Pastel de Nata
Time for something that’ll satisfy those dessert cravings. Pastel de Nata dates back hundreds of years as one of Portugal’s iconic custard tarts. You may be surprised to know the origin of these famous sweet treats. In the 18th century monks at the Jerónimos Monastery in Santa Maria de Belem invented the Pastel de Nata. It was common practice to use egg whites to starch nuns’ clothing, leaving the monks with a ton of leftover yolks. To use them up, they began baking them into delicious, two-bite custard tarts!
Today the monastery is a major tourist hotspot and a UNESCO World Heritage Site. The dessert is a cross between a custard tart and a cake as the outside is made from crispy, flaky pastry, whilst the inside is a creamy, custardy mix.
Similar to the English, Portugal is known for their love of sandwiches. However, their variety consists of flavours like nothing you’ve tasted before. Take the Cachorrinhos sandwich. On the surface it may look like a hot dog, yet its filling and flavour says something different. It’s essentially a Portuguese sandwich made with crusty bread, sausage, and cheese brushed with a spicy sauce. I would recommend reading our blog post on how to learn Portuguese easily and quickly, as the word Cachorrinhos also means puppy in Portuguese. I’m sure you wouldn’t want strange looks from your waiter when you order this delicious meal at a restaurant!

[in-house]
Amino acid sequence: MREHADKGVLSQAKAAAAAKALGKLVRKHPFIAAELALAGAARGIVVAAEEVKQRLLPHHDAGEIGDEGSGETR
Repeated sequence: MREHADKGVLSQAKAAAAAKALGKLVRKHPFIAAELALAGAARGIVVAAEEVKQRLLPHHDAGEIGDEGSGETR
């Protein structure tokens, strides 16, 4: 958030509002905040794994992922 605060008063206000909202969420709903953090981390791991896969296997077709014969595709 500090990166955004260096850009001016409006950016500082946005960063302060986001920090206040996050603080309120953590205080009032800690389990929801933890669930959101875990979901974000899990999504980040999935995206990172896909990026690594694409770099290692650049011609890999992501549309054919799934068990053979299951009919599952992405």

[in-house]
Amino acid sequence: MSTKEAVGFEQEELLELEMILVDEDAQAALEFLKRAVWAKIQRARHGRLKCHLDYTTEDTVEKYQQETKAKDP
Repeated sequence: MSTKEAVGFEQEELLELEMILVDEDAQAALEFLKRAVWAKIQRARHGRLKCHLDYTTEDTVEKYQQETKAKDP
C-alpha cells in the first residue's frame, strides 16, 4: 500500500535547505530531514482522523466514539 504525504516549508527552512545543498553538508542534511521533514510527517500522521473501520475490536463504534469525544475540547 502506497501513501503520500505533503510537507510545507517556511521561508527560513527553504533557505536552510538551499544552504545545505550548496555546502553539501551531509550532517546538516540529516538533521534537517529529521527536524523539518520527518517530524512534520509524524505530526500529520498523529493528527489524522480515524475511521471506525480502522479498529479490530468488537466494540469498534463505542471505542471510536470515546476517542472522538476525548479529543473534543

Our final food favourite is one I’m sure you’ve all heard of before. Prego is a popular delicacy throughout Portugal. This type of Portuguese sandwich is made with grilled beef, brushed with a garlicky marinade and served in a bread roll. Perfect for those who prefer to not eat pork! The word Prego means ‘nail’ which refers to the way the garlic flavour is hammered into the beef. Certainly a great meal for lunch, dinner and if you want to eat it like the locals do, a great dessert after a light seafood meal!
Are you feeling hungry yet because I know I am! These 12 Portuguese food favourites are just a small list of the delicious dishes you can find in this beautiful country. From meats to vegetarian dishes there truly is something for all travellers. Before heading off to fill your belly until your heart’s content, head on over to speak with a tutor here at Learn&Co. Portuguese can be fun and a great addition to your language learning, especially when ordering different types of cuisine!